Stem cells regrow the lens and repair the front of the eye

10 March 16

written by:

Ade Deane-Pratt

(more articles)

A new cataract surgery technique could mean the end of artificial lenses and researchers take a first step towards growing new eyes

Big news today for research to repair the eye with stem cells. A team of scientists in the USA has demonstrated for the first time that lens cells themselves can re-grow a working lens in babies born with cataract in both eyes by changing the current surgical technique. And another team in Japan has shown that tissue grown from stem cells can mimic whole eye development and could make it possible to transplant the front of the eye to restore vision. Both studies were published in the journal Nature.

Cataract is the number one cause of blindness worldwide. If affects the lens that sits just behind the coloured part of the eye. We use the lens to help focus light for clear vision. It needs to be clear to let light pass through, but in cataract the lens becomes cloudy. Cataracts are most common in older people but can happen at any age, and in rare cases, some babies are born with cataracts or develop them at an early age.

Millions have artificial lens implants

Until now the only treatment for cataract has been to replace the cloudy tissue with an artificial implant into the eye. It’s the most common surgical procedure done by the NHS and each year around 20 million people worldwide have the operation.

Surgery on babies with congenital cataract can mean long and difficult recovery times. It can also lead to complications such as glaucoma and all children who have the operation need corrective glasses afterwards.

Less invasive surgery

But now a team of researchers at the University of California San Diego has developed a new, less invasive way to restore sight, by keeping the front layer of the natural lens (the lens epithelium) and letting it regrow. The lens epithelium contains stem cells that are there to help protect the lens from injury. They can grow into cells that can repair the lens.

In this study, the team removed cloudy lens tissue through a small cut, keeping the outer-layer intact and then let the lens epithelial stem cells regrow. They first tried the technique in rabbits and macaque monkeys, and, when it was successful, in 12 children in China under the age of 2, with inherited cataracts. The authors report that the children recovered from the surgery within a month and had better outcomes than children who had standard treatment.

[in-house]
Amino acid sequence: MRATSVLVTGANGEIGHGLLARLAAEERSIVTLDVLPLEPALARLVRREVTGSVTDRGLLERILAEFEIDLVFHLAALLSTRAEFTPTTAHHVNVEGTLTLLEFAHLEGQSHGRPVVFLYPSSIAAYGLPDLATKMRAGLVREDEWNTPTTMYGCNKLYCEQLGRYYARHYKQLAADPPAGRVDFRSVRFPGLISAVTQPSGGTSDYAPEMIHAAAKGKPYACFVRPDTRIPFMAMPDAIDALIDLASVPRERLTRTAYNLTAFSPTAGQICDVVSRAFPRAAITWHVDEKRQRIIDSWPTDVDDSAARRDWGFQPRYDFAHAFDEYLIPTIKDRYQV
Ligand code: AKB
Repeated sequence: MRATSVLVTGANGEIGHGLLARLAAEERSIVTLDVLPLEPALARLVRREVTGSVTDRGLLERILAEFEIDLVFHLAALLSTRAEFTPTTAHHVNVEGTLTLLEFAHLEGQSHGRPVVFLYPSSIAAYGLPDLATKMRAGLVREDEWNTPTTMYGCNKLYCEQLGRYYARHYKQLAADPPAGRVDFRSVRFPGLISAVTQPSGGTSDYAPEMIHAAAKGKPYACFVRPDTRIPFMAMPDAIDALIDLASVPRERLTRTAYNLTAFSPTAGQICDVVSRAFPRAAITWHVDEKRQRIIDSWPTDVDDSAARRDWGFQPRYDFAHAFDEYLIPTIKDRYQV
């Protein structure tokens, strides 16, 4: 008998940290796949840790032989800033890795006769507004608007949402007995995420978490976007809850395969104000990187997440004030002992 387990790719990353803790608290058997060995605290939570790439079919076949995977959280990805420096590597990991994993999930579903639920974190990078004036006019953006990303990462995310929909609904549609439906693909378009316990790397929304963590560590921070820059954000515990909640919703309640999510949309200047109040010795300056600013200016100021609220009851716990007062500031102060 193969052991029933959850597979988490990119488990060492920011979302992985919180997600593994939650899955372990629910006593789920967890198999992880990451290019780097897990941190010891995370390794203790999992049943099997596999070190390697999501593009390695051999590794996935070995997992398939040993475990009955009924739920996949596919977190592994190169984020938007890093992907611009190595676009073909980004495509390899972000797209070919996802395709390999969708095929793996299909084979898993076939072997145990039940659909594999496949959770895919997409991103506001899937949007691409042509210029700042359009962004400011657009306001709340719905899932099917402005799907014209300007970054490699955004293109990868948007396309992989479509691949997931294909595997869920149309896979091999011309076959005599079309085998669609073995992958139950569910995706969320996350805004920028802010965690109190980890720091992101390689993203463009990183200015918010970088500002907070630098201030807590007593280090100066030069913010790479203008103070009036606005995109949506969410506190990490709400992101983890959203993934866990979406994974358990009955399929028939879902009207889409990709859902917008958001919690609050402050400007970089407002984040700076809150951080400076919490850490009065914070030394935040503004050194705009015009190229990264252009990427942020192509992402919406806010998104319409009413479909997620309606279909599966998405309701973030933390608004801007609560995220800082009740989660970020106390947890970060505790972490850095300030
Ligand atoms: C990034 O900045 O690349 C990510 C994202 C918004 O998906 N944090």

Wake up and smell the coffee

Fight for Sight researcher Professor Roy Quinlan is working on stem cell regeneration to repair the lens in the School of Biological and Biomedical Science at Durham University. He said: “The innate regenerative potential of the lens has been known for nearly two centuries since the observations of Cocteau and Leroy-d’Etoille in 1825, but Liu/Zhang groups are the first to bring this observation to clinical trial. Hopefully, others will ‘wake up and smell the coffee’ and map the boundaries of this approach for the treatment of cataract in humans.

“We don't know whether it will work in adults, we don't know how visual perception might be affected in the treated infants and we don't know whether this can be adapted for congenital cataract. The same group published last year that the natural product, lanosterol can reverse age-related cataract and so surgical intervention might not always be needed. Nevertheless, it would seem that the group have both ends of the age spectrum covered and it is most encouraging to see new therapies and treatment for cataract”.

Mimicking eye development

The second team of researchers have been working at Osaka University in Japan. They have used a type of stem cell that comes from skin to grow several important types of eye tissue in a way that mimics eye development. It is tempting to think of a parts list for the eye, but there is much more to be understand about the underlying biology before this becomes a reality. Nevertheless, the team has already demonstrated the potential by transplanting corneal tissue onto the front of the eye in blind rabbits, repairing the eye and restoring vision and this is a very important first step.

Dr Dolores M Conroy is Director of Research at Fight for Sight. She said “These are two very important studies that show the great potential of stem cells to repair the eye and give sight back in certain forms of blindness. There are many questions that still need to be address, for example, how tissue grown outside the body for the back of the eye could be integrated into the visual system as a whole. This is an area of intense research activity around the world and we look forward to seeing the next steps develop.”

Fight for Sight research

Take a look at Fight for Sight’s research into cataract and stem cells, including a new NHS test to help children with inherited cataract get the right care.